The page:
Paris saw Ankara’s strategy as clashing with France’s interests in Libya and its vision for the whole region.
French President Emmanuel Macron speaks to the press, June 30, 2020, in Nouakchott. (AP)
PARIS – A European-Arab coalition led by France to counter Turkey’s ambitions in Libya has begun to take shape, after Ankara’s defiance has reached the point of tampering with regional and European security by sending over to Libya thousands of Syrian mercenaries that include extremists from al-Nusra Front and ISIS, experts say.
Faced with Ankara’s growing aggressive posture in the pursuit of its goal of assuming control of Libya’s resources and taking advantage of its strategic location, France has moved at a feverish pace to thwart Turkish ambitions. Paris saw Ankara’s strategy as clashing with France’s interests in Libya and its vision for the whole region.
France was the first European country to criticise Turkey for sending mercenaries and weapons to Libya and to voice its total solidarity with Cyprus and Greece’s rejection of the agreement on maritime border demarcation signed last November between Turkey and the Tripoli-based Government of National Accord (GNA).The row escalated despite the GNA’s attempt to bribe Paris by granting French energy giant Total gas exploration contracts in Libya’s disputed areas.
France has also supported Field Marshal Khalifa Haftar and the Libyan National Army (LNA) in their war on terrorist groups since 2014. On more than one occasion, Paris has fended off attempts to push the European Union to issue a resolution condemning the LNA or its commander.
France was the first to intervene in 2011 to topple the regime of the late Colonel Muammar Qaddafi, even before a UN Security Council resolution was adopted allowing military intervention in Libya. Observers attributed France’s eagerness to intervene to its desire to get rid of a regime that had been rivalling its influence in Africa and impeding its interests in Libya, especially after the Qaddafi regime reneged on a gas exploration deal with Paris in the Nalut Basin.
More recently, France was among the first European countries to welcome the Cairo initiative aimed at solving the Libyan crisis by providing for an immediate ceasefire and a return to the political process. Turkey and the Islamists, as presented by the GNA, rejected the initiative with the apparent backing of the US Department of State.
The new French position has the support of several Arab countries, notably the UAE, Saudi Arabia, Egypt and –to a large extent– the Tunisian presidency.
The strongest expression of Arab support for the French position against Turkish interference in Libya came in an opinion piece published in the French newspaper Le Point by UAE Minister of State for Foreign Affairs Anwar Gargash, who praised the actions of French President Emmanuel Macron in this regard.
“French President Emmanuel Macron was the first European leader to explicitly refer to this reality and this danger by urging the European Union and NATO to stand up to Turkey in both Libya and Syria, thereby placing France as a strategically leading country for Europe regarding Turkey and security in the Mediterranean, and joining the voice of the Arab majority,” Gargash wrote.
“Late last year, Erdogan took advantage of the divisions within the Libyan National Accord government to enact bilateral agreements that he then used to justify extensive resource expropriations in the Mediterranean, provide advanced weapons and transport thousands of Syrian mercenaries to western Libya. As in other similar circumstances, the UAE has stood with France and other allies to address these threats,” he added.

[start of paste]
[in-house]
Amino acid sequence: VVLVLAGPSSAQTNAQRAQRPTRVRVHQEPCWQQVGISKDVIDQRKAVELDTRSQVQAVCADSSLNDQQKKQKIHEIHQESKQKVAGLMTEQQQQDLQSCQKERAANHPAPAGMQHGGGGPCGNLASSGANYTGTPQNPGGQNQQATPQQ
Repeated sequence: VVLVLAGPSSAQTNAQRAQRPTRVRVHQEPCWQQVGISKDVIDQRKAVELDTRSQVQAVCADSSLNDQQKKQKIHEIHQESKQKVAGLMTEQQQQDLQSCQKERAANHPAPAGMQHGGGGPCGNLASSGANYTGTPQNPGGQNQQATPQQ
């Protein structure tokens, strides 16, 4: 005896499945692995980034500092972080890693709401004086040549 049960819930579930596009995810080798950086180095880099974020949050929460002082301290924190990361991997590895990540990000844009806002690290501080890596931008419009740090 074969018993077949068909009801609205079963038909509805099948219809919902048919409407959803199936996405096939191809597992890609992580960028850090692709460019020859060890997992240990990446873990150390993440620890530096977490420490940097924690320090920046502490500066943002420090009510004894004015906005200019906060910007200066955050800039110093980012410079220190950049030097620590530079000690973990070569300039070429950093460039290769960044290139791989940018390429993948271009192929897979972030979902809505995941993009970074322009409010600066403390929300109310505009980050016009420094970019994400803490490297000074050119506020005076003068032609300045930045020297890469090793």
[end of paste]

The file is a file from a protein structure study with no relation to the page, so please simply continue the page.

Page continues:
Before that and during his recent visit to Paris, Tunisian President Kais Saeid emphasised the necessity of implementing a ceasefire in Libya and holding elections that would renew legitimacy for the authorities there, describing the GNA’s “international legitimacy as only temporary.”
The coming out of France as a clear-committed party in the Libyan conflict is likely to break the silence over Washington’s disagreement with Paris over Libya as the US State Department, in cooperation with Turkey, is trying to portray the Libyan crisis as a conflict between the West and Russia. According to experts, highlighting Russia’s presence in Libya is part of scare tactics used by Turkey and the Islamists in Tripoli to provoke reactions from the United States and the West that would ultimately hand control of the whole country to the Islamists.
Observers believe that the odds of Turkey failing in its Libya offensive are likely to improve tremendously as a country like France spearheads the counterattack. Paris is already moving to mobilise European support for the battle, as reflected by Macron’s recent visit to Germany, on the eve of Berlin assuming the presidency of the European Union.
Curtailing Turkish designs, observers say, will benefit from role played by a country like France capable of harnessing a more effective European position, and of preventing the US from acting alone to try to shape the future of Libya without consulting and coordinating with France, a country larger than Greece and Egypt.
The Sixth Summit of the Heads of State of the five African Sahel group, held Tuesday in the Mauritanian capital Nouakchott, is seen as a prelude to a broad French move to expand the circle of pressure to stop the Turkish expansion that is now threatening most of Libya’s neighbours.
Observers believe that the timing of the summit in these exceptional circumstances includes clear political messages that France wanted to send from Mauritania within the framework of the pressures it is exerting in order to reduce the area of Turkey’s encroachment in Libya and encircle its repercussions, especially that it coincided with an escalation in Macron’s statements against the entire Turkish project in Libya.